Justin Verlander and Kate Upton are loving going on this Houston Astros ride together. (Photo by F. Carter Smith)
Alex Bregman will bring passion to the shortened season. (Photo by F. Carter Smith)
Globe Life Field and its retractable roof give the Texas Rangers a modern ballpark marvel. (Photo by Courtney Dabney)
Globe Life Field could have fans in it this season after all — and an open roof.
Jose Altuve and Alex Bregman shared a moment. (Photo by F. Carter Smith)
New Houston Astros manager Dusty Baker knows how to command a room. (Photo by F. Carter Smith)
Minute Maid Park sat dark during the coronavirus pandemic. (Photo by F. Carter Smith)
No matter how spaced out you are, it's good to be a Houston Astros fan. (Photo by F. Carter Smith)
Yordan Alvarez's teammates are already looking forward to his second season. (Photo by F. Carter Smith)
Orbit is half the fun of an Astros game.
Astros shortstop Carlos Correa and his wife-to-be Daniella Rodriguez shared an on-field embrace. (Photo by F. Carter Smith)
It’s finally official. Despite their best efforts, the Major League Baseball owners and players did not manage to kill the game. Baseball is coming back after all.
No, really this time.
With the MLB players agreeing to the health and safety protocols Tuesday night after commissioner Rob Manfred implemented the clause that allows him to impose a 60-game season, the best baseball players in the world will start playing ball again on July 23 or 24. The traditionalists will hate this sprint-to-the-playoffs short season. But then again, baseball’s hardline traditionalists often seem to hate the very idea of fun.
And that’s what this 60-game season could be for rest of us — an unexpected jolt of fun.
Is a 60-game season perfect? No, but what is in these coronavirus times?
It’s still baseball, even if it’s the shortest MLB regular season ever. It will also make almost every game matter in a way it seldom has until October in baseball. No one’s saying this should be a model for future baseball seasons. But don’t be surprised if it ends up being one of the most memorable baseball seasons of all time.
This season will test forward-thinking organizations like never before. Which immediately puts Astros owner Jim Crane, new general manager James Click and old school manager Dusty Baker on the clock. One would think that the Astros — the rare organization that isn’t ever afraid to ever test convention and group thinking under Crane — will find a way to maximize their chances in this bizarre new 60-game world.
But we’ll see. Just like we’ll get to see the Texas Rangers’ new $1.2 billion wonder ballpark, Globe Life Field, in 2020 after all.
There might not be fans in the stands, but there may be some reduced percentage (50 percent capacity in Texas?) of fans at some point. (It sure seems like baseball will do its best to get some fans into these games at some point.) There are plenty of questions still to be decided.
But things are on track for baseball. The agreement’s in place after months of ugly bickering marred the game — and robbed baseball of a priceless chance to have the American sports spotlight to itself. Major League Baseball will be played. Alex Bregman will be swinging for another run at the MVP. Carlos Correa will be dropping his bat after epic home runs. And Rangers fans will get to see Joey Gallo try to hit balls to the moon.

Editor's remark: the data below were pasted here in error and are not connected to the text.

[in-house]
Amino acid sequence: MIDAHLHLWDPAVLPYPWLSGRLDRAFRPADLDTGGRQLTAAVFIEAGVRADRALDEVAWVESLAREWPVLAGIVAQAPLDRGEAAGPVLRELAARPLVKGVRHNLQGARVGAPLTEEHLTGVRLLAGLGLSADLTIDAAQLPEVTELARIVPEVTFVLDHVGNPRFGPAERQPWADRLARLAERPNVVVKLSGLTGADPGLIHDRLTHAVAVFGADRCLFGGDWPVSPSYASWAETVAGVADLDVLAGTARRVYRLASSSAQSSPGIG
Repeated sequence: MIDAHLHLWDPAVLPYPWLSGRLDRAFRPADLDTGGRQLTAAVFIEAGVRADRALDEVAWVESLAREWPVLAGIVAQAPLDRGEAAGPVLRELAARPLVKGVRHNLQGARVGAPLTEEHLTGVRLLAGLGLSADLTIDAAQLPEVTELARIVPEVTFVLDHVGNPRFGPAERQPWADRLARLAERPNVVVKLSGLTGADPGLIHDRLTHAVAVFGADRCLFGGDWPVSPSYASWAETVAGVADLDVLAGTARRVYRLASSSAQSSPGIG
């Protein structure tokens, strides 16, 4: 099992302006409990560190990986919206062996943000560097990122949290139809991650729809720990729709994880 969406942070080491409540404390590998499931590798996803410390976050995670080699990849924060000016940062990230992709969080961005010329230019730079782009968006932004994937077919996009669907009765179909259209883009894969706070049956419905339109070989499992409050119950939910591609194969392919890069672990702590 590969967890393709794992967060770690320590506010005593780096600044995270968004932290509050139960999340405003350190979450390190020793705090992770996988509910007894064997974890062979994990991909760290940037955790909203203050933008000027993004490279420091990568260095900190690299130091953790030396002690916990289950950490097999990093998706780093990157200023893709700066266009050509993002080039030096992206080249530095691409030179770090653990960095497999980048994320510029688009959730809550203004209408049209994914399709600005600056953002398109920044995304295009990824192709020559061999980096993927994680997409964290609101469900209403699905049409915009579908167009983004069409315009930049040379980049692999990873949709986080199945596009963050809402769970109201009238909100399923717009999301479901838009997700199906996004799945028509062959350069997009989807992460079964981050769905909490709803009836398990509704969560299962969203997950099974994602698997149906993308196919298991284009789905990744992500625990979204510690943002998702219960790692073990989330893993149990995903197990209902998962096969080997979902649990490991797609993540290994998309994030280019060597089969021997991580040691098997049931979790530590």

The only thing that could stop us now is some new world shaking coronavirus reality. (OK, that could definitely still stop everything at anytime, but sometimes you just have to hope.)
This will be a MLB season to treasure like few others. Because there was legitimate doubt if it would ever happen. Because of the crazy short 60-game format.
There will be no dog days in the 2020 season. It simply isn’t long enough for any sense of drudgery or boredom to set in. Every start for an elite pitcher will truly be an event because there won’t be that many of them. Will Astros ace Justin Verlander even get 10 starts in a 60-game season? Will the Rangers’ big add, the oft-injured Corey Kluber, even get to eight starts? We’ll see.
People who actually enjoy baseball — and not just moaning about its old traditions — will be transfixed by this mad dash to the playoffs. The schedule for teams will largely center around division opponents — and “corresponding geographical division” from the opposite league. Which means that yes, the AL West Astros will get to play the NL West Dodgers in the MLB’s ultimate blood matches.
How is this not going to be fun?
You know what else baseball’s traditionalists — which largely include the haughty, out-of-touch Baseball Writers’ Association of America — absolutely hated? The World Baseball Classic, which has turned into one of the real joyous events in the game.
Yes, Major League Baseball probably doomed itself to labor strife after the 2021 season with the way these coronavirus season “negotiations” were handled. Yes, the Players Union will no doubt file a grievance over the imposed season. But these are worries for the future — worries for the men who managed to screw up the game.
If you’re someone who loves watching baseball, this season should be the ultimate super fast blast. Enjoy it while you can. This truly could be a once-in-a-lifetime baseball season. Coronavirus willing.